Afghanistan isn’t Biden’s faults
Remember, that it was Biden’s predecessor who wanted American troops out by May 2021.
Watching the fall of Afghanistan is frustrating. Listening to pundits blather about the Biden administration’s “failed” policy is infuriating. Conservatives and even some liberals berate the president for his inability to manage what has been for the last 20 years an uncontrollable foreign policy debacle. The criticism is another example of American arrogance and ignorance, as if we can control chaos and disregard history.
In April, President Biden announced the U.S. withdrawal from Afghanistan by Sept. 11, 2021, closing a troubling chapter in the two-decade-long war on terror that began with 9/11. Critics now insist the president should have done a better job — in only four months! — of troop and personnel withdrawal, especially of those Afghanis who supported the U.S. mission. To believe that this was within the Biden administration’s control is folly.
Of course, no Republican is going to commiserate over the poor political hand that every Democratic president of late has been dealt by his Republican predecessor. Whether it’s a war the Democrat didn’t start, an economy the Democrat didn’t crash or a pandemic the Democrat failed to control, Democratic presidents have been constantly left cleaning up Republican presidents’ messes.
But what about others who are critical of the Biden “failure”? Perhaps what they want most is an orderly retreat from Afghanistan that falsely offers some semblance of American victory. That’s what the Trump administration worked on for months. Remember, that it was Biden’s predecessor who wanted American troops out by May 2021; Biden extended the withdrawal into September. Trump’s secretary of state, Mike Pompeo, directed American officials to negotiate the U.S. exit with the Taliban, not the Afghan government. Here was a clear indication of who was in charge on the ground. It was and is the Taliban.
U.S. officials under Trump and then Biden merely wanted an opportunity to get out before total Taliban victory. The strategy that America followed was the failed policy of Vietnamization, in which South Vietnamese forces were trained to replace exiting American troops. It was time, argued American leaders, for the Vietnamese to defend their own nation. It didn’t work in the 1970s, and no one really believed it would work in Afghanistan. Here was an example of following a disastrous historical precedent. The die was cast in both nations long before the end finally came.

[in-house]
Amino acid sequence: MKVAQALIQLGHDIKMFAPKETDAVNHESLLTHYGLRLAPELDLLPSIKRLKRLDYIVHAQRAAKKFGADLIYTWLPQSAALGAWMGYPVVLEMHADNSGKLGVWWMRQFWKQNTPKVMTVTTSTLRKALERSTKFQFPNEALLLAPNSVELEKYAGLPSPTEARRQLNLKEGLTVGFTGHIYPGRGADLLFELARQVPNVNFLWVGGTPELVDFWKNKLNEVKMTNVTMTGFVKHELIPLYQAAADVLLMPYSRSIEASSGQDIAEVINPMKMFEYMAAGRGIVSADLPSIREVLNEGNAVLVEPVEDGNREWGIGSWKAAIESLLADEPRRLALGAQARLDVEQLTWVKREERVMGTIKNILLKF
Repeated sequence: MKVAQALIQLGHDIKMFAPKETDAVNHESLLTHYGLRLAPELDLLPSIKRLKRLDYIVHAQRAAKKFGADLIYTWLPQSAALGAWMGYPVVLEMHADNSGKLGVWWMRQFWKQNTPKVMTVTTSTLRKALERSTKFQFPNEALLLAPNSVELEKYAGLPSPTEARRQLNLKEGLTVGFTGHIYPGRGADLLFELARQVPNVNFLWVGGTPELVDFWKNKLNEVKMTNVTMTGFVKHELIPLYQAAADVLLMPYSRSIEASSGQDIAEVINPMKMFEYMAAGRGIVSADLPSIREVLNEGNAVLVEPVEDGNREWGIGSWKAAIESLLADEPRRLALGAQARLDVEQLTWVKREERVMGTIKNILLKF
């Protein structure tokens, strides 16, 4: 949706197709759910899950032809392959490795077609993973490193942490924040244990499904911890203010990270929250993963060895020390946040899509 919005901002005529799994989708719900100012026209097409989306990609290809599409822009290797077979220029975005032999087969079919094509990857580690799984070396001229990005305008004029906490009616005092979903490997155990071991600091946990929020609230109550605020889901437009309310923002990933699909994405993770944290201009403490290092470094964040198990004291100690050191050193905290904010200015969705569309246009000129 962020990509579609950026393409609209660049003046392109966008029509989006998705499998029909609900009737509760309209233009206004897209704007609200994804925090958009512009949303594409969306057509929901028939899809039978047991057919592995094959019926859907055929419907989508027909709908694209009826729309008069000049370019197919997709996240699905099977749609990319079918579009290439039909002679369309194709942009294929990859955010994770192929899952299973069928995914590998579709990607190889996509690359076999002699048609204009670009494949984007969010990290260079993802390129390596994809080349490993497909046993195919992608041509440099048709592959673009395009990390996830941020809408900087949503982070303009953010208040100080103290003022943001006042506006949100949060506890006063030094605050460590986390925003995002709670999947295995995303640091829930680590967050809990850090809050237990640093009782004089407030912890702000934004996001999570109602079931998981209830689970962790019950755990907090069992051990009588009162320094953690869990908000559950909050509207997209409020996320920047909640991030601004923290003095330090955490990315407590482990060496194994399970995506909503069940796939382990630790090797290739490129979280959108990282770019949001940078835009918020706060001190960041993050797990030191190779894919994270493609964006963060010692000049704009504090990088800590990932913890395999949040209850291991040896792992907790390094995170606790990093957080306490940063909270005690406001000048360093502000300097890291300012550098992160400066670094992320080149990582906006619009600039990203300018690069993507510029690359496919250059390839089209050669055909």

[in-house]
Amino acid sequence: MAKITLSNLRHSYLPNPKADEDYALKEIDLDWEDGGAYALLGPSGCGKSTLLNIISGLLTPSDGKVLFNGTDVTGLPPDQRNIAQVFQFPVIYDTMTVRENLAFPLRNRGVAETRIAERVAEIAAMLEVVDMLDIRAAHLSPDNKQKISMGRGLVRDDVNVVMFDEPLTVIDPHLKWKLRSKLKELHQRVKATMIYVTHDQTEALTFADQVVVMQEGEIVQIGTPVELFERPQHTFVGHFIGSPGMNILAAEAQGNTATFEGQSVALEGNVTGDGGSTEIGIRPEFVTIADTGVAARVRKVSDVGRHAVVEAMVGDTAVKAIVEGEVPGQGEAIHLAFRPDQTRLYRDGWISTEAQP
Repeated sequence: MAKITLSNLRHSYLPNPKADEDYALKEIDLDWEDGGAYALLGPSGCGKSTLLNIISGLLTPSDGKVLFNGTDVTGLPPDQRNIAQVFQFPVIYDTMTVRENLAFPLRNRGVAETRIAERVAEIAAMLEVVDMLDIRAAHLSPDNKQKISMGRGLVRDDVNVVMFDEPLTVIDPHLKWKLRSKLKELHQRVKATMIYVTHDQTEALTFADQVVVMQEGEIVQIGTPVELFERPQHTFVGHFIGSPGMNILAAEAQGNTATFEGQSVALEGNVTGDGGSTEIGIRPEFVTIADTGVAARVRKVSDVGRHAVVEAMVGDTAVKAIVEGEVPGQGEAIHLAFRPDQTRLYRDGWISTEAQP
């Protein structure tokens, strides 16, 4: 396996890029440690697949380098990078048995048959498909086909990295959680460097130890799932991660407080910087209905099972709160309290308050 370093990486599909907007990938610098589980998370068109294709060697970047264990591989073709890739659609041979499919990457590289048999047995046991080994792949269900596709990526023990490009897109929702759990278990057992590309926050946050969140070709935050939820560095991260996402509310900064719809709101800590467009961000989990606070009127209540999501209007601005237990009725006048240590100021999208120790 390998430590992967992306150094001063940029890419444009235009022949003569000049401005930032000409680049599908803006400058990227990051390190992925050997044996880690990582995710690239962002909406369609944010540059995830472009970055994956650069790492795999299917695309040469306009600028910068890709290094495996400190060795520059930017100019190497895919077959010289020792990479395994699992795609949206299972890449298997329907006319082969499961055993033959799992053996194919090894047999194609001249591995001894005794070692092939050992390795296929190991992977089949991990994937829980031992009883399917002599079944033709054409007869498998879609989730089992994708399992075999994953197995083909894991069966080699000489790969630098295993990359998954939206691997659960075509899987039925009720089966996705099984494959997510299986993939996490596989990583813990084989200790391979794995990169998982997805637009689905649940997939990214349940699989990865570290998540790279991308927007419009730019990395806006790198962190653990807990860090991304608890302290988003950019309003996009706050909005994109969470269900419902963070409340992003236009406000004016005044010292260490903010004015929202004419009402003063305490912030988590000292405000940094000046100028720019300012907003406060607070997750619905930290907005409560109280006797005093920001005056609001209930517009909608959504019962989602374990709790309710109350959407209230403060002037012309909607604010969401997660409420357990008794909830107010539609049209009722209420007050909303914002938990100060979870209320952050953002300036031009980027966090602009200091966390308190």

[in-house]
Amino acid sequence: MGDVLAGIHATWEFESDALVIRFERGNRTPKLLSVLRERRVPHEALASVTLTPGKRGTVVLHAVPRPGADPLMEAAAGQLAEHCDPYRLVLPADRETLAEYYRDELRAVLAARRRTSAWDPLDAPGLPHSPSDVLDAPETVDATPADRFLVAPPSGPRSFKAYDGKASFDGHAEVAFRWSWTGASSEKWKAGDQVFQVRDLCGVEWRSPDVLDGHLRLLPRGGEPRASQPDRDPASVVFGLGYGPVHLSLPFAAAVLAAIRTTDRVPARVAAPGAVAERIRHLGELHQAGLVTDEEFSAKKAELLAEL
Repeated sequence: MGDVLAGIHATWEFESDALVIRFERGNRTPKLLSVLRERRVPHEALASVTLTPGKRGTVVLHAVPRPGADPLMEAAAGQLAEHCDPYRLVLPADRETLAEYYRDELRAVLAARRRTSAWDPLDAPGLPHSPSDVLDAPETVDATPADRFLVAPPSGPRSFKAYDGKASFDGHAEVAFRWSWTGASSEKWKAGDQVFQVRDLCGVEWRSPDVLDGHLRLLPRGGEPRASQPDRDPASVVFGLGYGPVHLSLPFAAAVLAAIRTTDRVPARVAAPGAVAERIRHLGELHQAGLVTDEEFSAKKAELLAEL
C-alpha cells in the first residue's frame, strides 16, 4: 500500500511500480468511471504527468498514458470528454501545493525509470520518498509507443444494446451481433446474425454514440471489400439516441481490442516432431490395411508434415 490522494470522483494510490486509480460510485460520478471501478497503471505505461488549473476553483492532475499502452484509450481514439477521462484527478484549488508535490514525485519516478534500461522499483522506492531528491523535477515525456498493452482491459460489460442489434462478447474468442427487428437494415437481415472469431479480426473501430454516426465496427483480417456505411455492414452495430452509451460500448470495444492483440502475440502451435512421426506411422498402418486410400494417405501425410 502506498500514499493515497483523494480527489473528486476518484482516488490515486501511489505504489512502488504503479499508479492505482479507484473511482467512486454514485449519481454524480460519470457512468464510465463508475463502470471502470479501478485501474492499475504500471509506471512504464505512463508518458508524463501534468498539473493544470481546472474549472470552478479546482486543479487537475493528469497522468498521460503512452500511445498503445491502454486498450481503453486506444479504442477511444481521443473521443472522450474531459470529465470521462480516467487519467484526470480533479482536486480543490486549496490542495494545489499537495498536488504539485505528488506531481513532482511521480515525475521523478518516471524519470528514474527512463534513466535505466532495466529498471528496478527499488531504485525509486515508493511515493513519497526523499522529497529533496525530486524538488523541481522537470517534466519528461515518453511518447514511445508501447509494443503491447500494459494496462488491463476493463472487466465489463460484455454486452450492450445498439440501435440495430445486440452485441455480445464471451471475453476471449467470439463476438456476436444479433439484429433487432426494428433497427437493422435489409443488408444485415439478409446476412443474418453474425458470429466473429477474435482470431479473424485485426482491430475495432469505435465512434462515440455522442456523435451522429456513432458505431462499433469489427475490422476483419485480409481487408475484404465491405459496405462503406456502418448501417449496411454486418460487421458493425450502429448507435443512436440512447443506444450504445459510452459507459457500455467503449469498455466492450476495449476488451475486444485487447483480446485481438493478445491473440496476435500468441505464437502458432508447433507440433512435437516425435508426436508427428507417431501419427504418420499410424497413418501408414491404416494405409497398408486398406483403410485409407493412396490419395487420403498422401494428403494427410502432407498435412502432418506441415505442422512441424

Today’s arrogance is the belief, the expectation, that America could control Afghanistan’s descent into chaos. It was the same conceit that doomed the Afghanistan mission from the start. First was the refusal to understand that mountainous nation’s embattled history. Second was the foolish and shortsighted decision to invade Iraq, a nation that had nothing to do with 9/11. Here again, American leaders believed that they could easily control the outcome.
The reality is that the Iraq War diverted America’s focus on Afghanistan, turned the international community and many NATO partners against us, and set the nation on a long and twisted path that now ends in the fall of Kabul and total victory for the Taliban. And this is a Biden failure, to not manage a policy that was disastrous from the start?
Critics need to recognize that the mantle of America’s failure in Afghanistan rests squarely on the shoulders of the George W. Bush administration and the neoconservatives who used the 9/11 attacks for foreign policy misadventures in Iraq and throughout the Middle East.
To be sure, the United States needed a response to Osama bin Laden’s attack, but we could have done so with measured, intelligent actions that didn’t propel the nation into two decades of war, further destabilize the Middle East, and drag America’s reputation through the international mud.
This chaotic end in Afghanistan, one that reasserts the United States was never really in control, was predictable. To now blame Joe Biden for it is ridiculous.